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Veteran healthcare backlog fix fails

Posted at 6:39 PM, Nov 24, 2015
and last updated 2015-11-24 21:39:15-05

When the Veterans Affairs healthcare scandal made national headlines and Contact 13 exposed long wait times and backlogged care here at home, Congress and the VA came up with a fix--allow veterans to go outside the VA to get care in their communities.

Sounds good but we found the fix that was supposed to fast-track access to healthcare, is failing our veterans.

The Choice Program is based on a simple idea. When the VA can't provide an appointment in 30 days, or a vet lives too far from a clinic, they can choose to get care outside VA walls. But we've heard from many veterans who say the government they served is letting them down. 

"It should be here and now it's kind of here," explains Navy veteran Brett Mikijanis about the damage to his arm.  "And like I said, that's a flex."

Brett tore his bicep helping a friend move furniture. 

"It sounded like a piece of celery snapping."

In unbearable pain, Brett rushed to the VA emergency room. Doctors told him it was serious, and he should see an orthopedic specialist "STAT"  but the VA couldn't get him an appointment within 30 days.

"They released me with orders to call a number on my release, tell them that I need urgent care," says Brett.

Brett says that number was for the Choice Program. And that's where his woes began.

"They told me it takes 5 to 7 days for the VA computer to talk to the Choice Program computer."

A week later, Brett called Choice again.

"They told me they had got the referrals from the VA and that they had to send off to Washington. And that it would take another 5 to 7 days."

All the while, his arm is getting worse, and he's getting no care.
"When I was in the service and they said, 'Ok you need to go to Iraq.' We didn't get to tell them, 'Ok, I'll get back to you in 5 to 7 days.'"

More time passed with more problems when Choice told him information was missing and he had to answer all the same questions all over again. To make matters worse, as a tradesman working in hotel restoration, Brett makes a living with his hands. The clock on a proper recovery was ticking away. 

Brett says doctors told him, "the longer it goes the harder it will be to repair, if not impossible,"

"It's basically a run-around," says Tony Marshall a Service Officer at the VFW who helps veterans navigate the system. 

"You go to the VA and they send you to Choice," says Tony. "Choice sends you back to the VA. And it can go on for two or three months before you get any kind of an answer, if you get an answer at all."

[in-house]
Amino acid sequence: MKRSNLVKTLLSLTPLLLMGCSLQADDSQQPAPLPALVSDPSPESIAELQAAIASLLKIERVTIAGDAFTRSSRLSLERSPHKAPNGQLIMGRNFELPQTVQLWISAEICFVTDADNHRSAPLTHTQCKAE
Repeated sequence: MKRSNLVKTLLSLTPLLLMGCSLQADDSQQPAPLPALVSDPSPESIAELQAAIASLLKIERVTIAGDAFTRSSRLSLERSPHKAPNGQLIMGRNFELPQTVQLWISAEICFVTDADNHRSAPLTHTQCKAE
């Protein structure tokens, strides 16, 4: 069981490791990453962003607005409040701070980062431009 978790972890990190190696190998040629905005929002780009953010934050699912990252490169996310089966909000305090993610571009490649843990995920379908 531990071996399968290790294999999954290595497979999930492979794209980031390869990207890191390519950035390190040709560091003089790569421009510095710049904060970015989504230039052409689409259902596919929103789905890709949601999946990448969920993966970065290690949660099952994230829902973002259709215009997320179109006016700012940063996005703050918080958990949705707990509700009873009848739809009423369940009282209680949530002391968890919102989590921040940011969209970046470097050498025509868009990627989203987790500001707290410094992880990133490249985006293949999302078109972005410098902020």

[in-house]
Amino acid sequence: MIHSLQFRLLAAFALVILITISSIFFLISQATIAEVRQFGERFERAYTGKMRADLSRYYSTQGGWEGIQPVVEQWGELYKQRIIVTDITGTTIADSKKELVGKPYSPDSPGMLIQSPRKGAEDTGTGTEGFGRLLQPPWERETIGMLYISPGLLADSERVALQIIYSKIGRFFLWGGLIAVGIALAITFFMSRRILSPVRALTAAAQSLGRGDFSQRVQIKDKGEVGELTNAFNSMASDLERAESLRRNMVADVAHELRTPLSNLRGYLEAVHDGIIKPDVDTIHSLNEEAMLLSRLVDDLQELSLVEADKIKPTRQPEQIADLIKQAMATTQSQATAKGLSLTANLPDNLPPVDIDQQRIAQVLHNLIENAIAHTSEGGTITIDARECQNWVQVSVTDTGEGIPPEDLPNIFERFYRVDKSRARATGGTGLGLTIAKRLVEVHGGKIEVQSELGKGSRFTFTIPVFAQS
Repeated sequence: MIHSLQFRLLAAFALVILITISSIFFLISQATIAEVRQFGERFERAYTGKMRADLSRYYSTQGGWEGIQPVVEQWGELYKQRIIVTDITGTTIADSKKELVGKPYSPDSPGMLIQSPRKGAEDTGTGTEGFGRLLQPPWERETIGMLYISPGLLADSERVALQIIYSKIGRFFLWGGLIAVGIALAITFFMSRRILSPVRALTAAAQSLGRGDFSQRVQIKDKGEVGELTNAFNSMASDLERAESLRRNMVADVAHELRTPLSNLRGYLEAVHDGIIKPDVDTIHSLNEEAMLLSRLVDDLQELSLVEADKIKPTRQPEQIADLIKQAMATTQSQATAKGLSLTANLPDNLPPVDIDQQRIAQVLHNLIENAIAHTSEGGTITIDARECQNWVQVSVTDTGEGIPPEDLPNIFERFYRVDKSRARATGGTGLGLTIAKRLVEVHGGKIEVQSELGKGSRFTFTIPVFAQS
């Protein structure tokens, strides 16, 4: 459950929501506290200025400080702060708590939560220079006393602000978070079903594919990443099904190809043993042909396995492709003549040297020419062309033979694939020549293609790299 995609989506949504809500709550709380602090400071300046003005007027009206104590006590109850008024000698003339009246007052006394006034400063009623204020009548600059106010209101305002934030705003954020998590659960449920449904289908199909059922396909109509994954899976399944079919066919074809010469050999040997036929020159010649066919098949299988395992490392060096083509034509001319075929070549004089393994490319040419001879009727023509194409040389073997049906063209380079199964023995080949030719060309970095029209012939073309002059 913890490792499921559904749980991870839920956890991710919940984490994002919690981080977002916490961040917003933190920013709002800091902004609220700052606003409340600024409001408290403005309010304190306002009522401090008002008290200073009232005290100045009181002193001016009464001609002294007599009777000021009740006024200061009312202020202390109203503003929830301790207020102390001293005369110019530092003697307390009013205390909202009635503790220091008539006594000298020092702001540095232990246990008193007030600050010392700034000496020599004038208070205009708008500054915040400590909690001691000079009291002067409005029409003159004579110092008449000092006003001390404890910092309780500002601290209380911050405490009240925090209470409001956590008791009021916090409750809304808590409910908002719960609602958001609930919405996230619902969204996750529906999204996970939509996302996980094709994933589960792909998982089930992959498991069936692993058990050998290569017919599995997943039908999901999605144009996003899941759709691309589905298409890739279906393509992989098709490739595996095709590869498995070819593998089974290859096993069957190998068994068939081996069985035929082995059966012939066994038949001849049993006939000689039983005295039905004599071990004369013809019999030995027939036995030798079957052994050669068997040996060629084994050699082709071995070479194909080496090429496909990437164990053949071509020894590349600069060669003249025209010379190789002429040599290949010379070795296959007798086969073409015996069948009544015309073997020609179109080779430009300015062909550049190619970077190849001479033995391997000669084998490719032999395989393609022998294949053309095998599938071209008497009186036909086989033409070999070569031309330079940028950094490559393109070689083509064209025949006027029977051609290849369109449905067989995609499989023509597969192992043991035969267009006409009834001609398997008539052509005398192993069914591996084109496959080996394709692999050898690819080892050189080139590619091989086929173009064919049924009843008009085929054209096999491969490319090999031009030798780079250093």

Contact 13 learned it's not just the Choice Program that's problematic. There are at least seven options for veterans to get care outside the VA.  Each has its own set of rules, requirements and red tape. 

We took veterans' concerns to Southern Nevada VA Director Bill Caron.

"The multiple lanes for VA in the community occurred over time," says Caron. "And I think at some point you hit this tipping point and the confusion starts to create a lack of coordination."

Exactly what Brett ran into when he called Choice, yet again, after waiting nearly four weeks for help. 

"She was sorry. There was nothing she could do. She was still waiting for the referrals from the VA," says Brett.

"Tremendous undertaking," explains Caron. "Has it gone as swimmingly and as smoothly as we'd like? No. absolutely not."

And that's frustrating for Congresswoman Dina Titus who serves on the House Veterans Affairs Committee.

"It just shows you that there's so much confusion in the bureaucracy that prevents people from getting that care that they need."

We told Rep. Titus about the care Brett couldn't get.

"Not only is it not humane because now you've suffered longer, but it's not good economic sense either," says Titus. "Because its going to cost more now to deal with the problem than if they had addressed it initially."

Nearly eight weeks after his injury, Brett finally saw a specialist who had more bad news.  His bicep was not only torn, it was shredded. One of the worst cases the doctor has treated in his career.  While Brett faces months of recovery and an uncertain future, he has a message for leaders.
"I want them to start taking care of what they promised they would do."

The VA recently presented lawmakers with an action plan that includes consolidating all Care in the Community programs into a single systemcalled the New Veterans Choice Program.

That will take Congressional approval, more money and who knows how much time before veterans see improvement.  We'll be keeping tabs on the progress.